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Sugarland defends self against suits

Tuesday, February 21, 2012 – Sugarland is defending itself against court suits filed in Indiana in the deadly concert last August, saying fans were partly responsible.

The band defended itself on its web site. "Sadly when a tragedy occurs, people want to point fingers and try to sensationalize the disaster. The single most important thing to Sugarland, are their fans. Their support and love over the past 9 years has been unmatched. For anyone to think otherwise is completely devastating to them," said Gail Gellman, Sugarland's manager, on the band's web site.

The A HREF=http://www.washingtonpost.com/national/sugarland-says-fans-failed-to-protect-themselves-against-injury-in-indiana-fair-stage-collapse/2012/02/21/gIQABySIRR_story.html?tid=pm_national_pop>Washington Post reported Tuesday night that the band's attorneys partly blamed concert goers for injuries sustained in the collapse of the stage at the Indiana state fair in which seven were killed and dozens injured.

In response to a civil lawsuit filed against the band, Sugarland attorneys said fans "failed to exercise due care for their own safety" and said some or all of their injuries "resulted from their own fault," the Post story said.

State Fair Commission Executive Director Cindy Hoye said in a deposition in January that Sugarland resisted pushing back the start of the concert despite the weather due to time lead singer Jennifer Nettles to warm up along with the band's travel schedule.

More news for Sugarland

CD reviews for Sugarland

The Incredible Machine CD review - The Incredible Machine
"The Incredible Machine" is a rather unfortunate title for Sugarland's latest full-length. Listening to Find The Beat Again, for example, makes it sound as though vocalist Jennifer Nettles wants to be Deborah Harry-fronting-Katrina & the Waves rather than, say, a latter-day Loretta Lynn. With its handclap rhythm and shouted "Hey, Hey" on the chorus, this track - along with many others - finds Sugarland firmly entrenched in a predictable pop music device. »»»
Gold and Green CD review - Gold and Green
Jennifer Nettles has one of the most distinctive voices in today's country music, which makes every thing she sings oh so easy on the ears. And with this 10-song holiday CD, Nettles never fails to please, vocally. So when one of these recordings is little more than Nettles singing, and sparse banjos backing (along with Kristian Bush's complimentary vocal), as happens with O Come, O Come, Emmanuel, it's a thing of simple musical beauty. Bush also takes a few lead vocals, but Nettles »»»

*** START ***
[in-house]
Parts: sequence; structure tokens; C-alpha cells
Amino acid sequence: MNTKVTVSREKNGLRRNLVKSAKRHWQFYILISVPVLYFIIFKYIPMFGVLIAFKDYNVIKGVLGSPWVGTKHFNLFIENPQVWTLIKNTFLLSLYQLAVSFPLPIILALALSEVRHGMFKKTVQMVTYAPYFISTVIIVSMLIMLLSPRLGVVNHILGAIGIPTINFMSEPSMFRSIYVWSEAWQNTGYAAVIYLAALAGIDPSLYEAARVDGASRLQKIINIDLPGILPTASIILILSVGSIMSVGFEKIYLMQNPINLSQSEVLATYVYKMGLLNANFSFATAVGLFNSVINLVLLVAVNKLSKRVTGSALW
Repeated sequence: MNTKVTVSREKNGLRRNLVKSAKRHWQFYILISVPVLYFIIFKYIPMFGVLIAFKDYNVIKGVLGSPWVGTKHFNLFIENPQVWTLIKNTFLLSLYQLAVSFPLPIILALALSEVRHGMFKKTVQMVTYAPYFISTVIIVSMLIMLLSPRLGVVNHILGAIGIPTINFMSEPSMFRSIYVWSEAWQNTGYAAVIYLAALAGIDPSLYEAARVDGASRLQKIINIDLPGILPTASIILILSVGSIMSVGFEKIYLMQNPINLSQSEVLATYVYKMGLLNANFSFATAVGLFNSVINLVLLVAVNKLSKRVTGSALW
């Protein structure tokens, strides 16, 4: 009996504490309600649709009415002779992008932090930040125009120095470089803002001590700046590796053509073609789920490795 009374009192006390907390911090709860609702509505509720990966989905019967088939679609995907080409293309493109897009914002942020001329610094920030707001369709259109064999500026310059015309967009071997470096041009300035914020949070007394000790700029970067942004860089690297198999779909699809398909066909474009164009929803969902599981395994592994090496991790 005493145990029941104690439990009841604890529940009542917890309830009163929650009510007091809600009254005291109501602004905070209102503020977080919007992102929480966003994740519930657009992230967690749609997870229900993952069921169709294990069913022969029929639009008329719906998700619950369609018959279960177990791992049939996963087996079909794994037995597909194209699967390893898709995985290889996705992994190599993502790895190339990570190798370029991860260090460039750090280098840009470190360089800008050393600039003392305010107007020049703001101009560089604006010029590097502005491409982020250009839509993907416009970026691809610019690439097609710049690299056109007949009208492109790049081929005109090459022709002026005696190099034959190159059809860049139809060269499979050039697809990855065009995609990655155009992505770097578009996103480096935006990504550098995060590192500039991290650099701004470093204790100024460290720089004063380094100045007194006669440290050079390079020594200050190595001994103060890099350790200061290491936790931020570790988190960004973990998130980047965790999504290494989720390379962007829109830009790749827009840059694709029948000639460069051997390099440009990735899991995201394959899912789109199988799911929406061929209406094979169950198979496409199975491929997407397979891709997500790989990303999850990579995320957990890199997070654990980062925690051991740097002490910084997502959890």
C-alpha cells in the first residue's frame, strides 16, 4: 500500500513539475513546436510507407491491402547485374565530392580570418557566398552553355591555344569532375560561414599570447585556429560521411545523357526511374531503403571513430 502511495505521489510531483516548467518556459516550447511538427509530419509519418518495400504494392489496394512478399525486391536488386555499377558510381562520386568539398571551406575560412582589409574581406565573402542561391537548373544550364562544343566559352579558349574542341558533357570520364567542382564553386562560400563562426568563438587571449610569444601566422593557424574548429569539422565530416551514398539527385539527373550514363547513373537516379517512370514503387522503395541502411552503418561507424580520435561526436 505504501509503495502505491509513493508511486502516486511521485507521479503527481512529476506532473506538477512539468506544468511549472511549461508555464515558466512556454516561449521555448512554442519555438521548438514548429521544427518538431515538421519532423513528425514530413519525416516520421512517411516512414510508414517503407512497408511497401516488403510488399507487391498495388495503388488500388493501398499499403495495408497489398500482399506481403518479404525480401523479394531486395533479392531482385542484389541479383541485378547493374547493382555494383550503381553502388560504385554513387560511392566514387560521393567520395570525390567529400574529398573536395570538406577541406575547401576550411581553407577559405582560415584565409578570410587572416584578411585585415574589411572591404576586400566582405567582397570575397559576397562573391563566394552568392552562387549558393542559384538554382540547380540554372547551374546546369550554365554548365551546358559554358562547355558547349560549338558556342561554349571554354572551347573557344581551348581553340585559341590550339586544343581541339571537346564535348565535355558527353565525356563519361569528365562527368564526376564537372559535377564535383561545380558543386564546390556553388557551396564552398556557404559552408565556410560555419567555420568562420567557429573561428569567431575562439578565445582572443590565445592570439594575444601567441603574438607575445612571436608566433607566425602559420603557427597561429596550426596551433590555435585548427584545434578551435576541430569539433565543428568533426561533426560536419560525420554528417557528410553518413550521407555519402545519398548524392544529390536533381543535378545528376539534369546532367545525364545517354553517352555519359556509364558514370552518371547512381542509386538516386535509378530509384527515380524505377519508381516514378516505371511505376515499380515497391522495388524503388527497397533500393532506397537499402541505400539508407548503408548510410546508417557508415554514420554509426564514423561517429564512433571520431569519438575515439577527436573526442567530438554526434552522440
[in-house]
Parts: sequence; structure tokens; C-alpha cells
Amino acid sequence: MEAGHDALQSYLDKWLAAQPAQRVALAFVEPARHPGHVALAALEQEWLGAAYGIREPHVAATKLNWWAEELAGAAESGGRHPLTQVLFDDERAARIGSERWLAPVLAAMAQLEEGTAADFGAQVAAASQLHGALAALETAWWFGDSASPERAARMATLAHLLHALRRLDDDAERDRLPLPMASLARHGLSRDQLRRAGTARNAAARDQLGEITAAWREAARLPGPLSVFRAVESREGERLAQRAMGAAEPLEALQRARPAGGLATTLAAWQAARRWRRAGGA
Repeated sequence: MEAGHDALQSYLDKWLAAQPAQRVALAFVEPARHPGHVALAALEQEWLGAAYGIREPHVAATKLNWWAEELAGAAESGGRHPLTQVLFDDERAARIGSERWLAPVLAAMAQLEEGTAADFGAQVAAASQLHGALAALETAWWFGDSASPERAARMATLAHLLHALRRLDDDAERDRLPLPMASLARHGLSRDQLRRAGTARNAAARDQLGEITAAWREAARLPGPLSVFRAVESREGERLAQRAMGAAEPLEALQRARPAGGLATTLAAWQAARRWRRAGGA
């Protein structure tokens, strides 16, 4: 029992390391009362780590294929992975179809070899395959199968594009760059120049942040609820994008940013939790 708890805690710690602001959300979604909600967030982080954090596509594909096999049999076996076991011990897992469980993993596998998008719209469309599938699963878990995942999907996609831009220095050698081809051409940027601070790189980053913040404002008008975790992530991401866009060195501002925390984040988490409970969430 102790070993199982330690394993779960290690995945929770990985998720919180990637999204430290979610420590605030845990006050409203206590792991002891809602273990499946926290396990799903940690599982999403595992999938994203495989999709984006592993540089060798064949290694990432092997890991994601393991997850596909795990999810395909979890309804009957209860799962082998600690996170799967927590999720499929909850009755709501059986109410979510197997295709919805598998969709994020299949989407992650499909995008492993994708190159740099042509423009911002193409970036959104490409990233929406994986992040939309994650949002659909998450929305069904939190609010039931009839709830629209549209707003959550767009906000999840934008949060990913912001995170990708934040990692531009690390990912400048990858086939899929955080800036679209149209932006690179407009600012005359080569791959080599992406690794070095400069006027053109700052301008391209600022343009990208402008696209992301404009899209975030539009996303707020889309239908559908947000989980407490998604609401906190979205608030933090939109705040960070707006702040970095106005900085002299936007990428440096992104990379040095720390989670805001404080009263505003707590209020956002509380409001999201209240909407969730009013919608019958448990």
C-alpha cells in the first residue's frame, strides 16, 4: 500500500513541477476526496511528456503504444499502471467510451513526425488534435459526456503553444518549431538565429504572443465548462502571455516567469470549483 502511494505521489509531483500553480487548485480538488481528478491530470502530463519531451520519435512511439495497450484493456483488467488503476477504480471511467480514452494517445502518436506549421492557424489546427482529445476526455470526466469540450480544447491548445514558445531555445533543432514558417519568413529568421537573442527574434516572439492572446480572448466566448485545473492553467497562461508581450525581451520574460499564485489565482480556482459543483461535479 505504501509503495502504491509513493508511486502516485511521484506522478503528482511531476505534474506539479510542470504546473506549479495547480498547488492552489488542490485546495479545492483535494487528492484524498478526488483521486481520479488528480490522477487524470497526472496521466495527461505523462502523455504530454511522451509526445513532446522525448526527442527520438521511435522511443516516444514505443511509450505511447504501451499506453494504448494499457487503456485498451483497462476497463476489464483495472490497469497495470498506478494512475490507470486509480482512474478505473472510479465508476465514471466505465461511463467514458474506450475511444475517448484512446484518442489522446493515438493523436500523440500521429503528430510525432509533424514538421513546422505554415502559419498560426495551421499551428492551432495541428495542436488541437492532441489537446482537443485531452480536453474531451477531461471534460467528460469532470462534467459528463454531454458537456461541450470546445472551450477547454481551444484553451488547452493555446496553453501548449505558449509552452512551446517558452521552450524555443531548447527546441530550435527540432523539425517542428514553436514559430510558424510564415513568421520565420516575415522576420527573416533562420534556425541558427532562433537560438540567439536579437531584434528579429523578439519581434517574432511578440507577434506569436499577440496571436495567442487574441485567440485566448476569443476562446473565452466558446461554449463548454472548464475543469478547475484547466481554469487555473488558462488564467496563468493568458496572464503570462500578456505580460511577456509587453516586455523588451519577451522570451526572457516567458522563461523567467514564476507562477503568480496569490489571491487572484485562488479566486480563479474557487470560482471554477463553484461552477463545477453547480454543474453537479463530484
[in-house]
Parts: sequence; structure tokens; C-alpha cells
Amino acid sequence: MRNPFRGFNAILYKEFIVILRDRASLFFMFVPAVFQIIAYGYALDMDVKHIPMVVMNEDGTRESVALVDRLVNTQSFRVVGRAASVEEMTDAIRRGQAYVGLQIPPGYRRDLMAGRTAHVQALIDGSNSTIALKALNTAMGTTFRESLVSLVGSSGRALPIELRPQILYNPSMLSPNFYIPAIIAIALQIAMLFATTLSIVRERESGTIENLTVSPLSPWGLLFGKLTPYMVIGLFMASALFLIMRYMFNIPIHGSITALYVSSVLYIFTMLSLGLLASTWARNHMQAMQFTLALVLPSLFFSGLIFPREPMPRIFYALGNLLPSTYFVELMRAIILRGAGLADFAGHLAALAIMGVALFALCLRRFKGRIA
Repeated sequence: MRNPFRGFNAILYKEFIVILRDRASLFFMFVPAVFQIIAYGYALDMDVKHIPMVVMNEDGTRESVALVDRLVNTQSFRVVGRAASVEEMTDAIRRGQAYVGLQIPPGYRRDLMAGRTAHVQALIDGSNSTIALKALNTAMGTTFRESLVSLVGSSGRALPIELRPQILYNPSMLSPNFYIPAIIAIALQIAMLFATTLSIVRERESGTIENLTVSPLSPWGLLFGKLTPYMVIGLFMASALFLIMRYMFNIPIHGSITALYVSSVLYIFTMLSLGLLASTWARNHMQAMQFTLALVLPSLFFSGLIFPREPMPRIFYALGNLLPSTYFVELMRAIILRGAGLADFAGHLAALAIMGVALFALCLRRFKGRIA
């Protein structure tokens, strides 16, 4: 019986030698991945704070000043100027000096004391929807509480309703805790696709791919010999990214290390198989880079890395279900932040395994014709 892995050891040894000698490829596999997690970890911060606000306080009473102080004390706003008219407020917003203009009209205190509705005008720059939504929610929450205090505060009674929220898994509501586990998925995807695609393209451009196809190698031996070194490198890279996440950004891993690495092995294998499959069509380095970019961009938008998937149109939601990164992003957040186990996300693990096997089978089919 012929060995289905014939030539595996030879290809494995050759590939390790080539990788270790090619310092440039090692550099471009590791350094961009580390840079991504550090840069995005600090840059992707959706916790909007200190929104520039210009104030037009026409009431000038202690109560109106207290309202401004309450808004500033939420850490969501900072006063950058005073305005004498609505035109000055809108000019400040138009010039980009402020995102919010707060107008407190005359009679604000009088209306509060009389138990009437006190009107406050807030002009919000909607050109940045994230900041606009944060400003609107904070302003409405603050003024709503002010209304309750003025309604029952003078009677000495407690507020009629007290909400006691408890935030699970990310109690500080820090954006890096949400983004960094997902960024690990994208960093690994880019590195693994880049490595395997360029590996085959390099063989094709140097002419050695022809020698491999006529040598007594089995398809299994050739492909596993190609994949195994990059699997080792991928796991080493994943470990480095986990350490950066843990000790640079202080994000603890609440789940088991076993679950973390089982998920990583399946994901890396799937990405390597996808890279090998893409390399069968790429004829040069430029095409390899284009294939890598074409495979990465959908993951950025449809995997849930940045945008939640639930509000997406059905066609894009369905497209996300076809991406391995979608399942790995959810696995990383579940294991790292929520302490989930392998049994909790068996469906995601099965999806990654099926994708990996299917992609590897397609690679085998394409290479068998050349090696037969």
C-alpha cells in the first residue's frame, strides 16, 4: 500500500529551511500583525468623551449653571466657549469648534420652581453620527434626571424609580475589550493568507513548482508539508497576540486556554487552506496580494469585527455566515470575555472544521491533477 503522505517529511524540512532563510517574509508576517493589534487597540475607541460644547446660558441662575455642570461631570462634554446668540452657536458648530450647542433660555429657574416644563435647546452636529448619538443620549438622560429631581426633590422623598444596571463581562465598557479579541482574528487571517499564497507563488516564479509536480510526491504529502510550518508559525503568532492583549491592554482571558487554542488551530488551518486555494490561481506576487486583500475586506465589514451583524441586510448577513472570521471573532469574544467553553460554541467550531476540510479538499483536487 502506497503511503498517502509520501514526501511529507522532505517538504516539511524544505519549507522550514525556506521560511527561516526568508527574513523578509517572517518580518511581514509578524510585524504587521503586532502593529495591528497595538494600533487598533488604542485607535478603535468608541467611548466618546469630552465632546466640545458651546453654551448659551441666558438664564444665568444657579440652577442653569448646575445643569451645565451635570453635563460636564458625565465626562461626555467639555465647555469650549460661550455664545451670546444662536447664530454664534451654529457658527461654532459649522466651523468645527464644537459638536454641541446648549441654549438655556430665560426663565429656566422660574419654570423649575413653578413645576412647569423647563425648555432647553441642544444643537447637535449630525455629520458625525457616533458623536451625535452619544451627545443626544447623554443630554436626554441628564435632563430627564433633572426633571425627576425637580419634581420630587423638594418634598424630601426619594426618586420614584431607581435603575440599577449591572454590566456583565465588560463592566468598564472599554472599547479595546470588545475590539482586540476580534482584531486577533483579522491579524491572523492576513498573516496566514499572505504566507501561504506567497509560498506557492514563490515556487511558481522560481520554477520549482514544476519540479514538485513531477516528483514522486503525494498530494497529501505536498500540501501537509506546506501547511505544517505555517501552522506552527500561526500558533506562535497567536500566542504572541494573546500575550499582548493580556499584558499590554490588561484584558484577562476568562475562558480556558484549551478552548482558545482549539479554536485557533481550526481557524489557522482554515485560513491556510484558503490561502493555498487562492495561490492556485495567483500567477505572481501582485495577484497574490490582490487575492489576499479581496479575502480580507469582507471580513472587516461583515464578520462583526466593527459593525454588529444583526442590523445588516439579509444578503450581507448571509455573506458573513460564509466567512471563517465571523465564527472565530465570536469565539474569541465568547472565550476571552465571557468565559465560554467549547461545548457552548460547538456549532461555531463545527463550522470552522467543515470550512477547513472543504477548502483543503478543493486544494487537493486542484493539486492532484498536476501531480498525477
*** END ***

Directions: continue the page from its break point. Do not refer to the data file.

Live on the Inside CD review - Live on the Inside
Often it isn't the material chosen or the sound quality that makes a live album good or poor, but the act being captured. To that end Sugarland isn't a good band at all to capture on an audio CD. The group's live shows are renowned, and anyone who has been to one and wants a reminder of that experience will love CD/DVD. Yet those who just want to hear good music performed by Sugarland will be disappointed. On nearly every song, Jennifer Nettles asks for audience participation and readily gets it. »»»
Editorial: Walking the talk – When names like Hank Williams, Johnny Cash, Waylon and the Hag are invoked, you're talking hard core country. These are the touchstones of country , the guys who made country music what it was and still is (or maybe can be). When these folks would sing about being down-and-out and the rough-and-tumble, they knew of what they were singing about. Fast forward a few years to the country singers of today. »»»
Concert Review: Girls with Guitars show voices – With the official departure of Taylor Swift from the genre, country music is eager to find replacement star power. Pittsburgh's annual Girls with Guitars show is proving to be a nebula. This year's crop of artists featured former "The Voice" contestants (one winner), a television star and some local flair. Texas cutie... »»»
Concert Review: Washburn, Fleck give reasons to be happy  – "I sing because I'm happy," sang Abigail Washburn toward the end of her show with fellow banjo picker (not to mention, husband) Bela Fleck in the closing number of the night "His Eye is on the Sparrow." Washburn had a lot of reason to be on this night in a beautiful setting at Harvard University. The two held court over two... »»»
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